We have one more precaution to take. Although partner's requests can be processed later (through calls to operate in upcoming steps), it is essential that none of these requests can be lost. With the scheme as given, after a partner could execute an interrupt, another one could do the same, overriding the information deposited by the first, before the controller has had the time to register that information by executing process_interruption. This is not acceptable. To avoid this, it suffices to add to the generating class of shared a boolean attribute deposited with the associated setting and resetting procedures. Then interrupt will have the precondition not shared.deposited, so as to wait until the previous partner has been registered, and will execute shared.set_deposited before returning; process_interruption will execute shared.set_not_deposited before exiting.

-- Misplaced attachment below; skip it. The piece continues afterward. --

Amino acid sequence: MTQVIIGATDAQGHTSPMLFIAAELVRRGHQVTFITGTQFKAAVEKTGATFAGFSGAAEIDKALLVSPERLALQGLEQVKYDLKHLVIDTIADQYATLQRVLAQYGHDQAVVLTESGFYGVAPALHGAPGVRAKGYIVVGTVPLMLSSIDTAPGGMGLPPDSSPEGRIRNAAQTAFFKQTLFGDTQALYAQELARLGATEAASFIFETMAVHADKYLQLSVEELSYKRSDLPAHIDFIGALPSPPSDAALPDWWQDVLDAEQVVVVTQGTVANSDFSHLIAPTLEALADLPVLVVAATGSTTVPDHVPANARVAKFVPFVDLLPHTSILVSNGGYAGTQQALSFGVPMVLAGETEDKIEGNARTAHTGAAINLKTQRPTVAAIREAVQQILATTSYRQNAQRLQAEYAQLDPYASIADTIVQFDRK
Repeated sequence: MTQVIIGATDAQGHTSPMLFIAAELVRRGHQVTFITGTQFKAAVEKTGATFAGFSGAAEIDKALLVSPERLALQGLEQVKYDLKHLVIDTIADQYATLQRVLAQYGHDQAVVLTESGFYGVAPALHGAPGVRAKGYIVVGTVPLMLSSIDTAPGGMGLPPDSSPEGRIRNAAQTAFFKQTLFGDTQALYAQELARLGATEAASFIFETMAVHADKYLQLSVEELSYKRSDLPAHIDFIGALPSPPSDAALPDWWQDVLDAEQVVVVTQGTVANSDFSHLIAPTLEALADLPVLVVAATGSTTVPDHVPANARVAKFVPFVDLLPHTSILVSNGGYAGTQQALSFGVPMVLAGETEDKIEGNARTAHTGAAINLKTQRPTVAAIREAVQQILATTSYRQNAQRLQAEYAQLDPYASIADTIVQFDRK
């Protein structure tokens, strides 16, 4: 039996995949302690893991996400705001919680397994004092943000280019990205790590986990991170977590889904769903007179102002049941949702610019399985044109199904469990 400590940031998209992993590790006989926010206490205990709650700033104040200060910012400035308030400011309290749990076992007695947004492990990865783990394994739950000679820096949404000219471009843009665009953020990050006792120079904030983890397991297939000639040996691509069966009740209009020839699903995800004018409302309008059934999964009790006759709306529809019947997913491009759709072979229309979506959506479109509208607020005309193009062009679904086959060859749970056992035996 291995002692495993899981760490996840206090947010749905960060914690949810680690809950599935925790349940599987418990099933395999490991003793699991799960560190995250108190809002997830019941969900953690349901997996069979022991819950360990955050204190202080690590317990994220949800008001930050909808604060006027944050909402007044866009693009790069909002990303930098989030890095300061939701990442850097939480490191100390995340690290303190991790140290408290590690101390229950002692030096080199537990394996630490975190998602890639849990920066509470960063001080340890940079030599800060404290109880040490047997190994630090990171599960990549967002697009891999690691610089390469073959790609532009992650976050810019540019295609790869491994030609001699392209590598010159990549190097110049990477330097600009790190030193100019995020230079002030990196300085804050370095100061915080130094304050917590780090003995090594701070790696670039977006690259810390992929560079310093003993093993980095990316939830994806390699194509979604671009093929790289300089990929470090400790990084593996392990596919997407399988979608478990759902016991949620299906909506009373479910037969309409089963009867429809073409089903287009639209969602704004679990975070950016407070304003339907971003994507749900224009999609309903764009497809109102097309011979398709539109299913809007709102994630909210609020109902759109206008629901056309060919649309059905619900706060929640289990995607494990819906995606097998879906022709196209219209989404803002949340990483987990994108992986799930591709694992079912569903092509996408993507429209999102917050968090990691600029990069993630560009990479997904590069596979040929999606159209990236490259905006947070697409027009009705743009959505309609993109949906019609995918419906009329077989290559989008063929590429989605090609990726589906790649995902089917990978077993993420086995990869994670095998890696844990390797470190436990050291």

The partners are initialized by "business card" calls of the form createI> partner.make (shared, ...) which pass them a reference to shared to be retained for future needs.

Procedure execute_interruptibly has been spelled out in full, with the application-specific elements represented by calls to routines operate, process_interruption, termination_criterion that are assumed to be separate. This prepares for the procedure's possible inclusion into a coucurrency library.

About the rest of this chapter

With the presentation of the duel mechanism we have finished defining the set of necessary concurrency tools.The rest of this chapter provides an extensive set of examples, from diverse application areas, illustrating the use of these tools. After the examples you will find:

  • A sketch of a proof rule, for mathematically-inclined readers (28.10, page 992).

  • A summary of the concurrency mechanism, with syntax, validity rules and semantics (28.11, page 995).

  • A discussion of the mechanism's goals and of further work needed (28.12, page 998).

  • A detailed bibliography of other work in this area (28.14, page 1002).